John Lee, a VP with Silicon Valley Bank who focuses on lending to early stage companies, gave a nice talk on Tuesday to a group of about 50 at UCD’s Venture Catalyst. SVB is one of the more creative banks in lending to startups, so getting Lee’s perspective on what they are looking for provided some useful insights. The overall theme seemed to be that SVB likes to get to know the team and its venture investors before lending, so that when the inevitable work-out of a loan facing default occurs, SVB feels it is dealing with reasonable people who will all help out.
This led to a question on the Bank’s view of lending to crowdfunded companies. It was not so welcoming. Basically, the Bank saw the potential of dealing with hundreds of small investors if a loan got in trouble as not being desirable. This seems like an opportunity, given the rising popularity of crowdfunding, for someone to come up with a way to deal efficiently with a group of small investors in a company that found itself in trouble on a bank loan. A good opportunity for a clever innovator. As it stands, it appears the only way out for such a company is a new round of crowdfunding to avoid using a bank term loan altogether. This would push a crowdfunded company inevitably toward being a fully public company so it can access a larger and larger “crowd” as it needs more funds. Something all those considering equity crowdfunding should keep in mind.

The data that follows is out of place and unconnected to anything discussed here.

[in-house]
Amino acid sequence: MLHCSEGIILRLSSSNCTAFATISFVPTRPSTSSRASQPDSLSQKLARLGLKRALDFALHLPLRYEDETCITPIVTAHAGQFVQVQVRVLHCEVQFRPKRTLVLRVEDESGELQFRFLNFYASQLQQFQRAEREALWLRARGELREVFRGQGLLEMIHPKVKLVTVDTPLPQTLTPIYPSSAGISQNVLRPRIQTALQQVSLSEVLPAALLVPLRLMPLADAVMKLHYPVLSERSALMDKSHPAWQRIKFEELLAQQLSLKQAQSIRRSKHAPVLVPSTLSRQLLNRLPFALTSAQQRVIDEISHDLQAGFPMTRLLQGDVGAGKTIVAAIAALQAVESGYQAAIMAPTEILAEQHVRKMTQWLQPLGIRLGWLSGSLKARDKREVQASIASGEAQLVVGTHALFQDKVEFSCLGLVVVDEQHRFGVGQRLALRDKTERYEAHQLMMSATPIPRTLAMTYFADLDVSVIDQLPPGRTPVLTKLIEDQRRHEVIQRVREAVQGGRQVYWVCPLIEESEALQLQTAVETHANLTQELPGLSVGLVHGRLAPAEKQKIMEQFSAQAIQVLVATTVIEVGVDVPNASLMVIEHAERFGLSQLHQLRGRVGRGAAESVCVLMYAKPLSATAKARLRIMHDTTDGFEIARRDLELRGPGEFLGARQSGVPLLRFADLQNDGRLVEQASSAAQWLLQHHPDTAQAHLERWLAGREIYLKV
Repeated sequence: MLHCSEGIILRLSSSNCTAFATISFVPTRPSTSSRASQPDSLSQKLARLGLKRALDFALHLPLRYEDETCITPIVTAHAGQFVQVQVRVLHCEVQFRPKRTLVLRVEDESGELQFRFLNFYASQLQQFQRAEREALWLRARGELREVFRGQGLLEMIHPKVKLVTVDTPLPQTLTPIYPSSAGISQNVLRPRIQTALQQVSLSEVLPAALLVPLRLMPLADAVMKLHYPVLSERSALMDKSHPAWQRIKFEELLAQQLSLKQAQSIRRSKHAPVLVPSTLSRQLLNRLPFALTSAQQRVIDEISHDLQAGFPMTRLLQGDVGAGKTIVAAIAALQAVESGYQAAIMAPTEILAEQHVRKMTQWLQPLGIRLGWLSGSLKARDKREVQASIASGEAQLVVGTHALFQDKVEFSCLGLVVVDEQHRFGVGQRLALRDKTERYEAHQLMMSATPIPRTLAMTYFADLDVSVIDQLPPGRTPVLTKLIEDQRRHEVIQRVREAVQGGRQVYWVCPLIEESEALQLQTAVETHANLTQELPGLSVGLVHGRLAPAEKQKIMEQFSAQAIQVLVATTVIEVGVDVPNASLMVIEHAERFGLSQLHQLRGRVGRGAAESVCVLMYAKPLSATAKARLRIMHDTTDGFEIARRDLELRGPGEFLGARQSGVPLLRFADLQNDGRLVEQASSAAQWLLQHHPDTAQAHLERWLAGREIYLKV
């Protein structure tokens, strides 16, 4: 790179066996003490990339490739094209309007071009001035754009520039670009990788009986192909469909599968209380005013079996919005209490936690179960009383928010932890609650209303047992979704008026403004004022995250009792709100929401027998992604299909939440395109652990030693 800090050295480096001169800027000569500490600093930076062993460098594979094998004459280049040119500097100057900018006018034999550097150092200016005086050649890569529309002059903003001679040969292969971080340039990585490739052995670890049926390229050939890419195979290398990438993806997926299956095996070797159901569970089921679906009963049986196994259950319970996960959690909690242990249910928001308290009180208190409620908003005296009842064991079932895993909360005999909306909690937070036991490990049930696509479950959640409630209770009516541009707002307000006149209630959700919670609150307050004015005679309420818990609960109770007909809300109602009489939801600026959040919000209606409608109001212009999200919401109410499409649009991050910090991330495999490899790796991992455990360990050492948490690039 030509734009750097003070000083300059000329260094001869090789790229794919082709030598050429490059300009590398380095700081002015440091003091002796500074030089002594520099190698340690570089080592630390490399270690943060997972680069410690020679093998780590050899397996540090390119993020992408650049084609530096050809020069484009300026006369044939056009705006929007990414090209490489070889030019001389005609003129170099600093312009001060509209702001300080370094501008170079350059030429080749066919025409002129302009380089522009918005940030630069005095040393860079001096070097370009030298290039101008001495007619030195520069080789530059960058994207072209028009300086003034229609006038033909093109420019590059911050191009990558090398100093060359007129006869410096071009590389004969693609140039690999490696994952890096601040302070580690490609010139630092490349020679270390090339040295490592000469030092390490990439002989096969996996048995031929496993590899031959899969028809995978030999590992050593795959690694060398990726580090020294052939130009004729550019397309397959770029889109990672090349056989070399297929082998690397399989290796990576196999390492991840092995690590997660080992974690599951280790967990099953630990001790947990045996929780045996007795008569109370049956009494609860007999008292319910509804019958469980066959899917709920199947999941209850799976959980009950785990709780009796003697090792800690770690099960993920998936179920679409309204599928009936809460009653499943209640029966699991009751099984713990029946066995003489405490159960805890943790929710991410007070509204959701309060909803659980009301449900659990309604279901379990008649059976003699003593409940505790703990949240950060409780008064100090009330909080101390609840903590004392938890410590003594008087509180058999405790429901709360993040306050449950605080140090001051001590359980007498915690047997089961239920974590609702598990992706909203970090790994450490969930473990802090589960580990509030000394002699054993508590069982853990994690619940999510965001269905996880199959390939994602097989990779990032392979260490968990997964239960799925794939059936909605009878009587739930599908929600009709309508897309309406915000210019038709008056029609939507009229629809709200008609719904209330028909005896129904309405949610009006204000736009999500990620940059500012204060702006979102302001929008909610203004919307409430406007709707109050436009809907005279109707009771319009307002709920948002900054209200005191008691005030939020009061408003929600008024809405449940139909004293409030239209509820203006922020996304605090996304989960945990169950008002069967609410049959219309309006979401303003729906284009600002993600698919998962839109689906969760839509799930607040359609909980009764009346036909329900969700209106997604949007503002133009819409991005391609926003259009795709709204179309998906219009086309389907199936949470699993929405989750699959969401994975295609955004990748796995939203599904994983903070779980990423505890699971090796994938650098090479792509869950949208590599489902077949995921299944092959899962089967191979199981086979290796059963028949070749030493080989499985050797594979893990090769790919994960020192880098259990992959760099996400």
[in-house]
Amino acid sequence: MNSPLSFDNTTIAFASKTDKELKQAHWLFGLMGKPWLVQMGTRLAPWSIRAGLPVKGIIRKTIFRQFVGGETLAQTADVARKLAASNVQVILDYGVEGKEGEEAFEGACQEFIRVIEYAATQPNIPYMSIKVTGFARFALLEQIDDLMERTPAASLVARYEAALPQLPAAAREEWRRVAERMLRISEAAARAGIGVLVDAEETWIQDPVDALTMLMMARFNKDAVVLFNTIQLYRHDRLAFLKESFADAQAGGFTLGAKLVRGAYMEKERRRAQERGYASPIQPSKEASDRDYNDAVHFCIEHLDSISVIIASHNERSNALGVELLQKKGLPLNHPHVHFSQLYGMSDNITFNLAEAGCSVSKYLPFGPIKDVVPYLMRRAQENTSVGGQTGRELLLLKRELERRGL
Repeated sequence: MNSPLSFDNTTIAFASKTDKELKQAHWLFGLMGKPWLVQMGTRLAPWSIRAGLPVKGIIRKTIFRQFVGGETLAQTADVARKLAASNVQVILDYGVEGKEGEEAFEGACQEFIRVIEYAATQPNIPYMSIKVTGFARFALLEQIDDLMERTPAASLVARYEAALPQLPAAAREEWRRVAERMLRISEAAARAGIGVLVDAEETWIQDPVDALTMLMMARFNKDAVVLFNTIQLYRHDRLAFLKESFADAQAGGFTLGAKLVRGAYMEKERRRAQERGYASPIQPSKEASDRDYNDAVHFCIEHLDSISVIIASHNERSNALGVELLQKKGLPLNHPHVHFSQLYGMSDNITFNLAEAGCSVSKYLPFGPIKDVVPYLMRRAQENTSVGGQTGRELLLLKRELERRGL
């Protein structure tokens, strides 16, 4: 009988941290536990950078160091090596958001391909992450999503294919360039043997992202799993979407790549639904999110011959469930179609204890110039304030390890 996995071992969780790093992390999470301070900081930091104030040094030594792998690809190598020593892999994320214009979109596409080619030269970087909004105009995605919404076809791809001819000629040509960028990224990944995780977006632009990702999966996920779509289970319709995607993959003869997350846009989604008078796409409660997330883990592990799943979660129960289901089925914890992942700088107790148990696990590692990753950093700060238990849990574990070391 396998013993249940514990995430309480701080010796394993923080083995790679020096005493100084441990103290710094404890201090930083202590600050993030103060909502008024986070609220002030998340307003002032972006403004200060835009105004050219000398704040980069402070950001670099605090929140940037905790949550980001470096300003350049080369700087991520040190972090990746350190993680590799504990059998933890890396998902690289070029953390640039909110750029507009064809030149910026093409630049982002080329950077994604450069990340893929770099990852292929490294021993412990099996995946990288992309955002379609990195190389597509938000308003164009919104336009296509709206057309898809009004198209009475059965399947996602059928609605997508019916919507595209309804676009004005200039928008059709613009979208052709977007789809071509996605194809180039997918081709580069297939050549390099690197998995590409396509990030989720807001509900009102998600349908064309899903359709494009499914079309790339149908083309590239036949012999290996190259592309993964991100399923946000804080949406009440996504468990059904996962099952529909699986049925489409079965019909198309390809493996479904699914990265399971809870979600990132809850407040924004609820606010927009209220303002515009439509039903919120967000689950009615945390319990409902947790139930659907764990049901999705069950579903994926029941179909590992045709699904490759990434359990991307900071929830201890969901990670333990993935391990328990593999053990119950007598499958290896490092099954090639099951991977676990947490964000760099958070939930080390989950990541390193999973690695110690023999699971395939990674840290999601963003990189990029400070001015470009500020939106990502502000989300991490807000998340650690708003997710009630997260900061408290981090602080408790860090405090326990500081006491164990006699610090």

On the other hand, if a company crowdfunds pre-orders for its product, SVB would be willing to use a letter of credit or “asset-based lending (ABL)” as an option, probably more than any bank would consider.
CleanStart will likely invite Lee back to talk to a larger audience of early stage companies who could learn from his presentation. He also said that in such a case he would also bring someone from their team that specializes in lending to clean tech and sustainable companies. Watch for an announcement on this.
ABOUT THE AUTHOR
Gary Simon is the Chair of CleanStarts Board. A seasoned energy executive and entrepreneur with 45 years of experience in business, government, and non-profits.